The editors of Ethics & International Affairs are pleased to present the Winter 2019 issue of the journal!
The centerpiece of this issue is a symposium entitled "Just War and Unjust Soldiers," with a lead article by Scott D. Sagan and Benjamin A. Valentino on American public opinion regarding the moral equality of combatants; responses by Michael Walzer, Jeff McMahan, and Robert O. Keohane; and a rejoinder by Sagan and Valentino. Additionally, the issue includes an essay by George Vasilev on the ethical dilemmas presented by kin state activism; a feature article by Tendayi Bloom on the ambiguity in migration terminology and implications for the implementation of the UN's Global Compact for Safe, Orderly and Regular Migration; a review essay by Gordon Hull on information privacy; and book reviews by Peter W. Higgins, Reed Bonadonna, Caron E. Gentry, and Jen Iris Allan.
The Ethics of Kin State Activism: A Cosmopolitan Defense [Open Access]
A notable feature of nationalism's contemporary resurgence is the rise of "kin state activism." This essay proposes a set of four cosmopolitan criteria to help us recognize and combat the dangers posed by certain forms of kin state mobilization without forgoing the opportunities presented by other forms.
SYMPOSIUM: JUST WAR AND UNJUST SOLDIERS
Just War and Unjust Soldiers: American Public Opinion on the Moral Equality of Combatants
Scott D. Sagan and Benjamin A. Valentino
Utilizing an original survey experiment, this article finds that the American public's moral reasoning is generally more consistent with that of the revisionists than with traditional just war theorists but that they are willing to extend the moral license of just cause significantly further than revisionist scholars advocate. Of particular concern is the finding showing that for many respondents this moral license extends to allow soldiers on the just side to commit war crimes.
On Reciprocity and Practical Morality: A Response to Sagan and Valentino
In his response to Sagan and Valentino, Walzer questions whether the findings presented tell us all we need to know about public attitudes on the moral equality of combatants. He argues that different questions asked in a different order might reveal in respondents an intuitive reciprocity that appears lacking in Sagan and Valentino's findings.
Extremism and Confusion in American Views about the Ethics of War: A Comment on Sagan and Valentino
This response seeks to extract some more information from the data presented by Sagan and Valentino and draw further inferences. McMahan argues that the authors' findings do not support the claim that a wider acceptance of revisionist just war theory, and in particular its incorporation into the law of war, would make the practice of war even more barbarous than it already is.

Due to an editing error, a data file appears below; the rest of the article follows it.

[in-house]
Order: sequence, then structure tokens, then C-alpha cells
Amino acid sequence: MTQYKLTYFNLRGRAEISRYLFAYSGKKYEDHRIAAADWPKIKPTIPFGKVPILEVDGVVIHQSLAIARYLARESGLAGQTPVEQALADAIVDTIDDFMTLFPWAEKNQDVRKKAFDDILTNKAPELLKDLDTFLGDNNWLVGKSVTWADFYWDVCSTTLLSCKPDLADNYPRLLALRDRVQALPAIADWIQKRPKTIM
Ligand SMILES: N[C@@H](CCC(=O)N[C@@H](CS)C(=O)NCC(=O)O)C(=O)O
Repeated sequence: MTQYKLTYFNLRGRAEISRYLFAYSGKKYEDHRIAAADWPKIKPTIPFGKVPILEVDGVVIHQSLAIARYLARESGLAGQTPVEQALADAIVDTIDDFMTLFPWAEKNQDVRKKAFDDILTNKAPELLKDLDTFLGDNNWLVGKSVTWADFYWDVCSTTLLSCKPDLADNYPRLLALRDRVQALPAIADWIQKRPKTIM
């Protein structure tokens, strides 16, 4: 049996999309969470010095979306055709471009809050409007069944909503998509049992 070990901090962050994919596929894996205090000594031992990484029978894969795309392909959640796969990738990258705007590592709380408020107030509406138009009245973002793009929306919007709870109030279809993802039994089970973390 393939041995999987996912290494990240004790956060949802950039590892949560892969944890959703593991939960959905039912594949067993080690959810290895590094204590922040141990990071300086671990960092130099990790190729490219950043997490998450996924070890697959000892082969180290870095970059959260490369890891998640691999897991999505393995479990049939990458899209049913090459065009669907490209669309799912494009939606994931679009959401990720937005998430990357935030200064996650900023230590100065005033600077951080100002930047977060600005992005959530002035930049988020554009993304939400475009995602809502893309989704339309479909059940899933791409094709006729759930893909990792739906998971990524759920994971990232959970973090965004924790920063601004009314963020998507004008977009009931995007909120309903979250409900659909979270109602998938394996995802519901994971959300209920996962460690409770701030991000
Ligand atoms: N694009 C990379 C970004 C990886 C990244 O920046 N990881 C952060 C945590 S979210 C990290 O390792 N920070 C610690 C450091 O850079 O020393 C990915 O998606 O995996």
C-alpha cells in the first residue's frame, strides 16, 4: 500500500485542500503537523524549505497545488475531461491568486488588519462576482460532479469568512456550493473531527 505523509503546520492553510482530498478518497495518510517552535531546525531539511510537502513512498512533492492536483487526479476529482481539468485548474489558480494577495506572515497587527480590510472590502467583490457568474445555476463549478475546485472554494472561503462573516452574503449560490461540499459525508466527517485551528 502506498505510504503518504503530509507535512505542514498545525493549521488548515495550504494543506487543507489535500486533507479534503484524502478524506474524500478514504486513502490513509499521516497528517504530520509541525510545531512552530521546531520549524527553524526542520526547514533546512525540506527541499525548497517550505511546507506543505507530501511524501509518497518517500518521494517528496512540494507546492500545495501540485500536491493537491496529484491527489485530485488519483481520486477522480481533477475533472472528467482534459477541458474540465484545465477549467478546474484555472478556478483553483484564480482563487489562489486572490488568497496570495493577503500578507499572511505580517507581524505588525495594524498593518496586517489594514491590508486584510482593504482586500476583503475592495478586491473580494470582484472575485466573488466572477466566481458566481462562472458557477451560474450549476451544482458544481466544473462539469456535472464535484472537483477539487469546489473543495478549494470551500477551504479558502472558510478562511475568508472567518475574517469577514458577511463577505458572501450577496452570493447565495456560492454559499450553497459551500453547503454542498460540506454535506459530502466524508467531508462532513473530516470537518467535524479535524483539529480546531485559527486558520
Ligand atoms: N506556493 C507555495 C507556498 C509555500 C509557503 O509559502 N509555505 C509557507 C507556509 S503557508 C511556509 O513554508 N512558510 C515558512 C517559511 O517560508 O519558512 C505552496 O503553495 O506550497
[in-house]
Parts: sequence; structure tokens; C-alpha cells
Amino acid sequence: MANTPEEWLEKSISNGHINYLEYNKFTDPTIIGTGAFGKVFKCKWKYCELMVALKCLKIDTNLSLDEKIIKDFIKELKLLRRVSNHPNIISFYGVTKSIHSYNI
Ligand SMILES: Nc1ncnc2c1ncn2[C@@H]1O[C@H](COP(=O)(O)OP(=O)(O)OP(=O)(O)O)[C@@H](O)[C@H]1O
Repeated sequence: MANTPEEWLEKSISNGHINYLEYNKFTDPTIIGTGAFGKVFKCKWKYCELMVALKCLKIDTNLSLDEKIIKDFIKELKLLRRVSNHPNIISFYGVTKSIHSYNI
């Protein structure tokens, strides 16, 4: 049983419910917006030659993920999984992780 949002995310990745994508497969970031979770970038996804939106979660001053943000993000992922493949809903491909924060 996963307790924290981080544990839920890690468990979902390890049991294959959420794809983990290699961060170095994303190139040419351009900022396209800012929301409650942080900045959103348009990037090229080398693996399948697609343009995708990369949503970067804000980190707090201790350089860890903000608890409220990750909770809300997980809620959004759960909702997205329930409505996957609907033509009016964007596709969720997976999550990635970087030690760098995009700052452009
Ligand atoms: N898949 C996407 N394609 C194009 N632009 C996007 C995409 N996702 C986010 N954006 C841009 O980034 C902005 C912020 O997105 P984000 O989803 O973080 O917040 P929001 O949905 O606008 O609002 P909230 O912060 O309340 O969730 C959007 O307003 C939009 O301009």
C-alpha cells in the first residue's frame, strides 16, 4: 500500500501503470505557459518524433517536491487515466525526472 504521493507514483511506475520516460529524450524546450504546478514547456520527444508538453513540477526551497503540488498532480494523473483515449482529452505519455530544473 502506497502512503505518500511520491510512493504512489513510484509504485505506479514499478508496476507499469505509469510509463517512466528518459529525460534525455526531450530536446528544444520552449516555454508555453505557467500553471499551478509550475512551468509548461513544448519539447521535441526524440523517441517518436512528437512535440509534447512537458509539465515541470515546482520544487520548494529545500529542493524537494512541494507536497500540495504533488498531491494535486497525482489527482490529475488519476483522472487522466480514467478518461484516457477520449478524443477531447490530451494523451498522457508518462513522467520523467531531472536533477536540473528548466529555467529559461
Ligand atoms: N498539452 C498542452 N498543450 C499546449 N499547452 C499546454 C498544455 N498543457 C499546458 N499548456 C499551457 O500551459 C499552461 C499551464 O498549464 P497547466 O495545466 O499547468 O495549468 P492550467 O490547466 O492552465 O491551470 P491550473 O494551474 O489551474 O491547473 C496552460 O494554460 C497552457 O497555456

The Condemnation-Absolution Syndrome: Issues of Validity and Generality
Robert O. Keohane
This essay argues that, before drawing broad conclusions from Sagan and Valentino's survey, it should be replicated. If the findings hold, questions can be asked about comparative cross-national attitudes and the relationship between democracy and war.
On Reciprocity, Revenge, and Replication: A Rejoinder to Walzer, McMahan, and Keohane
Scott D. Sagan and Benjamin A. Valentino
This rejoinder focuses on the points of disagreement raised by the three essay responses and further explains its own findings, highlighting areas for future research.
When Migration Policy Isn't about Migration: Considerations for Implementation of the Global Compact for Migration
The fluid use of the terminology associated with "migration governance" can obscure the intentions and implications of its use. This article advocates explicitly engaging with this risk through the implementation of the Global Compact for Safe, Orderly and Regular Migration and argues that policies identified as being directed at "migration control" are often not about controlling migration but about reconfiguring existing and stable state societies along ethnic, racial, linguistic, and other lines.
Privacy, People, and Markets
Most current work on privacy understands it according to an economic model: individuals trade personal information for access to desired services and websites. This review essay considers Ari Ezra Waldman's Privacy as Trust and Jennifer Rothman's Right of Publicity, two recent books that push back against that economic model.
REVIEWS [All Open Access]
Unjust Borders: Individuals and the Ethics of Immigration
Javier S. Hidalgo
Review by Peter W. Higgins
This book poses a central question: How should individuals respond to unjust immigration policies? Hidalgo argues that individuals are not morally obligated to comply with unjust immigration laws, and that in many cases individuals are morally obligated to resist them.
The New Rules of War: Victory in the Age of Durable Disorder
Review by Reed Bonadonna
McFate challenges much conventional wisdom surrounding the future of warfare and his "rules" point the way to a strategy for twenty-first century defense and security.
Expanding Responsibility for the Just War: A Feminist Critique
Review by Caron E. Gentry
Kellison's new book builds on the growing body of feminist just war scholarship to pose a critique of the just war tradition that draws on a relational theory of autonomy. Humans are relational beings; therefore, our actions must be understood within the multitude of relationships we have and the power structures into which those relationships fall.
The Politics of the Anthropocene
John S. Dryzek and Jonathan Pickering
Review by Jen Iris Allan
Foregrounding both justice and environmental integrity, this book offers a vision of how to manage a world in which human activities have extensive, lasting effects on the Earth and its human and nonhuman inhabitants.